Category Archives: Modern Day Lighthouse Keeper

Modern Day Lighthouse Keeper Thomas A. Tag

I have the pleasure of working with Tom Tag in my new part-time position as the U.S. Lighthouse Society’s new historian. As most of you know, Tom is the “goto guy” for everything technical in the lighthouse community. He’s written numerous articles for The Keeper’s Log on lenses, lamps, fog signals, illuminants, etc. He’s inventoried surviving lenses and lamps in the U.S. He and his wife Phyllis have created a database of all the lighthouse keepers serving in the Great Lakes. The amount of work he has performed on behalf of lighthouses and lighthouse history over the past 20-plus years is truly amazing!

Tom shared with me that he was born in Chicago but grew up in Laporte, Indiana. At age 14, he would bike to nearby Michigan City and swim off the pier at the Michigan City Pierhead Light. He and his wife Phyllis enjoyed walking out to that same lighthouse when they lived in Michigan City early in their marriage. After retiring from a career in managing computer programmers, Tom was looking for something different to do with his time. On a vacation in Charleston, South Carolina, he noticed how popular lighthouse items were in the gift shops. He then decided he would “corner the market on lighthouse information” and it appears that’s what he’s been doing ever since. He initially focused on the Great Lakes. Later, after joining the U.S. Lighthouse Society, Wayne Wheeler encouraged Tom to write an article for the “Clockwork” section of The Keeper’s Log. He started with “American-Made Lenses” and went from there to publish over 14 articles on lighthouse technology. Tom is now the U.S. Lighthouse Society’s Technical Advisor and serves on their Board of Directors.

Tom Tag (on left) accepting his Ross Holland Award from American Lighthouse Council President Don Terras in 2011. (Click on photo to see citation.)

Tom Tag (on left) accepting his Ross Holland Award from American Lighthouse Council President Don Terras in 2011. (Click on photo to see citation.)

I’ve had an introduction to the digital archives that Tom has created for the U.S. Lighthouse Society and it is truly awesome. Most of it is based on Tom’s own collection and the resources collected by the Society but there is also research donated by lighthouse enthusiasts and other historians. I plan to help Tom in his work to expand the Archives and make it accessible to U.S. Lighthouse Society members.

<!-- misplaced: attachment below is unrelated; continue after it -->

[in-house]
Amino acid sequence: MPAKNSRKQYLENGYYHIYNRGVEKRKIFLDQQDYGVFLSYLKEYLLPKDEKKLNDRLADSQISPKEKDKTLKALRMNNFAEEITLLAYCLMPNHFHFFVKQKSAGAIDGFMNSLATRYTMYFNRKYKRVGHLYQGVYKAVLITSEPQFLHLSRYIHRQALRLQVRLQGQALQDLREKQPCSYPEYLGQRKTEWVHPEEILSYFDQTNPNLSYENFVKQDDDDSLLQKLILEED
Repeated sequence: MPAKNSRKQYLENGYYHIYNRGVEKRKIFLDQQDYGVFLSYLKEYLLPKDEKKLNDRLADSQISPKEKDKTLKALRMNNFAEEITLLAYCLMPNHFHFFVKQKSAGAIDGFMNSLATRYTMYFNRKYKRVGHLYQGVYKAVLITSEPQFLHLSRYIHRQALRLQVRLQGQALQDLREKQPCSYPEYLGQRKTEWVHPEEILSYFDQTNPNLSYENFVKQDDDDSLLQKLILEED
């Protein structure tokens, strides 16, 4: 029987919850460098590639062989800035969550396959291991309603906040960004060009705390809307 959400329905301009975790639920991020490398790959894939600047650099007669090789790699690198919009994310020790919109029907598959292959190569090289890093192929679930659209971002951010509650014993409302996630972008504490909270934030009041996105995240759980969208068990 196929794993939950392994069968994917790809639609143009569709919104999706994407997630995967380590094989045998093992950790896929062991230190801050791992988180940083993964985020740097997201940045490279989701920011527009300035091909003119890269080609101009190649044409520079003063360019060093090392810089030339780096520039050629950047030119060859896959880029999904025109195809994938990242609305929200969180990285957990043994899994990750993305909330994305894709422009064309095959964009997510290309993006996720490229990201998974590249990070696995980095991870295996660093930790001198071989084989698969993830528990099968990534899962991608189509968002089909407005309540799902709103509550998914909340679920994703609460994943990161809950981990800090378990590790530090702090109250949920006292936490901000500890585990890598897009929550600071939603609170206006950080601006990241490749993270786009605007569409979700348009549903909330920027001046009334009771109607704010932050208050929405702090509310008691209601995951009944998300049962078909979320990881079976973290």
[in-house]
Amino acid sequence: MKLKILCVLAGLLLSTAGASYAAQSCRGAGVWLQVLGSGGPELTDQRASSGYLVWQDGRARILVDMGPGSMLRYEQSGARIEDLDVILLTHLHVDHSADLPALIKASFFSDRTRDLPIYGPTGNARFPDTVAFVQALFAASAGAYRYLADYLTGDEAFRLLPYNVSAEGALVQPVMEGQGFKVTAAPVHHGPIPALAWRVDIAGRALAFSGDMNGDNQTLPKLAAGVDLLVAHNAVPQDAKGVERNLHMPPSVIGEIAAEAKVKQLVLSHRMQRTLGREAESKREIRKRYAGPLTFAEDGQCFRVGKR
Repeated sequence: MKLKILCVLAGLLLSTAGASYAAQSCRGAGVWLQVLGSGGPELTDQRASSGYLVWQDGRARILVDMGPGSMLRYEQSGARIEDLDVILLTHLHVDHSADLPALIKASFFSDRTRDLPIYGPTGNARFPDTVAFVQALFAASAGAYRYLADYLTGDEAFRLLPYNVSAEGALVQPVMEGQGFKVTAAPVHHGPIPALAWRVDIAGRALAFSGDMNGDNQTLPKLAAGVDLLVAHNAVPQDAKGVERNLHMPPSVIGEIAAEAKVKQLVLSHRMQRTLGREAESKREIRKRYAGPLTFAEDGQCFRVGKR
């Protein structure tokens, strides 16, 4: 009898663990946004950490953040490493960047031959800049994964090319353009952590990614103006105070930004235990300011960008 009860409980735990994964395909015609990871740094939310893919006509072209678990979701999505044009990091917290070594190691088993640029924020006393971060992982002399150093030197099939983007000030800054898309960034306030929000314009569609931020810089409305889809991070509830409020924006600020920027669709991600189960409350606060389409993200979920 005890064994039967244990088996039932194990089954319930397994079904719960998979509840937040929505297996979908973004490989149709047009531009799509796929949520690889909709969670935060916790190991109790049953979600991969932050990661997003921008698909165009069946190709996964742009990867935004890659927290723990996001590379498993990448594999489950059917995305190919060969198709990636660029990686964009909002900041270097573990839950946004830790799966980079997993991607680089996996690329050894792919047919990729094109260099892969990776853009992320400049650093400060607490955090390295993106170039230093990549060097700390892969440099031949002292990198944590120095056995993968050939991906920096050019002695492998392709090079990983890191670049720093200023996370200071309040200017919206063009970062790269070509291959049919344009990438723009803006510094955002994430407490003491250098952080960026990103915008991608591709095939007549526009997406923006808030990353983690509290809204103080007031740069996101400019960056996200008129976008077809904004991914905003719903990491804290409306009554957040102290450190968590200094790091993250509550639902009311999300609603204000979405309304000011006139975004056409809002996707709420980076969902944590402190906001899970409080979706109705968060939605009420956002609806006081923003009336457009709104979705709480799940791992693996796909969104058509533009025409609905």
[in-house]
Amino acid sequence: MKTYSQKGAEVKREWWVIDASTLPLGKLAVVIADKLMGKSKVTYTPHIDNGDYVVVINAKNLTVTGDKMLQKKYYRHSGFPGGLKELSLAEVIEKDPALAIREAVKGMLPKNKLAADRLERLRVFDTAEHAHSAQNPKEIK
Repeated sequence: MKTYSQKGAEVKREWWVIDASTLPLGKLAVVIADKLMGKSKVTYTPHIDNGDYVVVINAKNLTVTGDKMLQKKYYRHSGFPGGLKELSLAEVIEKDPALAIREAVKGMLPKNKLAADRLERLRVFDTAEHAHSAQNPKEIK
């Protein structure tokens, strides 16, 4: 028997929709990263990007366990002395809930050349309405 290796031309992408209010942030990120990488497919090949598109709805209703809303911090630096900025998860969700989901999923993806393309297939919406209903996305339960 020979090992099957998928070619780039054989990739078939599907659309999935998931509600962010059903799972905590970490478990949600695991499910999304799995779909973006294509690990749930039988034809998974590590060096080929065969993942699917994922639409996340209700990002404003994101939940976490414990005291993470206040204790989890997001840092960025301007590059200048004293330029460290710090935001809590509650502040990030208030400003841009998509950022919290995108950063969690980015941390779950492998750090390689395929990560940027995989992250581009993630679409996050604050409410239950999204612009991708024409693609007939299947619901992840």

You may have visited the Society’s new website. Most of the history sections found at http://uslhs.org/history were written or put together by Tom. If you haven’t already, you should check out the photos, architectural drawings, and Light Lists that the Society has made available online–http://uslhs.org/lighthouse-interactive-resources. Plans are to grow this online repository and I hope to do a new blog for the Society that highlights our progress.

The U.S. Lighthouse Society’s Archives contain a lot of architectural drawings not currently available on their website. I discovered that the Society funded the digitizing of the microfilm collection of lighthouse plans that served as my “course of last resort” when researching lighthouse plans at the Cartographic Section in Archives II. (The microfilm collection includes many plans, albeit not of the greatest copy quality, not found in the main RG 26 lighthouse collection.) The Society is also digitizing the 43 binders containing the letter-sized copies of plans in the main collection.

The creation of this incredible digital repository of lighthouse records would have never happened without the guidance and dedication of Tom Tag. So it is with great pleasure that I include Tom Tag in my list of “Modern Day Lighthouse Keepers”!

~ Submitted by Candace Clifford, July 8, 2016

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Modern Day Lighthouse Keeper Kraig Anderson

Most of you should be familiar with the LighthouseFriends website but may not be aware of the man behind the site — Kraig Anderson.

When asked what has drawn him to Lighthouses, Kraig responds:

The answer is a complex mixture of reasons that is perhaps better understood through firsthand experience than through words. Part of the appeal lighthouses have is that they are found in some of the most beautiful settings, often on rugged coastlines dotted with conifers or on sandy beaches lined with palms. Lighthouses can also be found in the remote extremes of the country where a sunset or sunrise over a large body of water can be enjoyed in complete solitude. A perfect viewing platform for these spectacular settings is the walkway encircling the lantern room atop the lighthouse.

Perhaps lighthouses also appeal to our nostalgic and artistic senses as they are some of the most historic structures to be found in the United States, and the architectural detail found in many of them is amazing. Not only were they built to endure the ravages of the elements enhanced by their often exposed locations, but they were also built as monuments to engineering and design. With hewn rock foundations, spiral staircases, sloping conical towers, ornate water spouts, detailed window trimmings, and lantern rooms filled with giant Fresnel lenses and topped by spherical ventilator balls, lighthouses are simply beautiful structures. With its thousands of prisms, the Fresnel lens sits like a diamond at the top of the lighthouse tower. Witnessing a first-order Fresnel lens take the light of a small bulb and shape it into beams of light, extending for miles from the lantern room and rotating like the spokes in a giant wheel, is a breathtaking experience.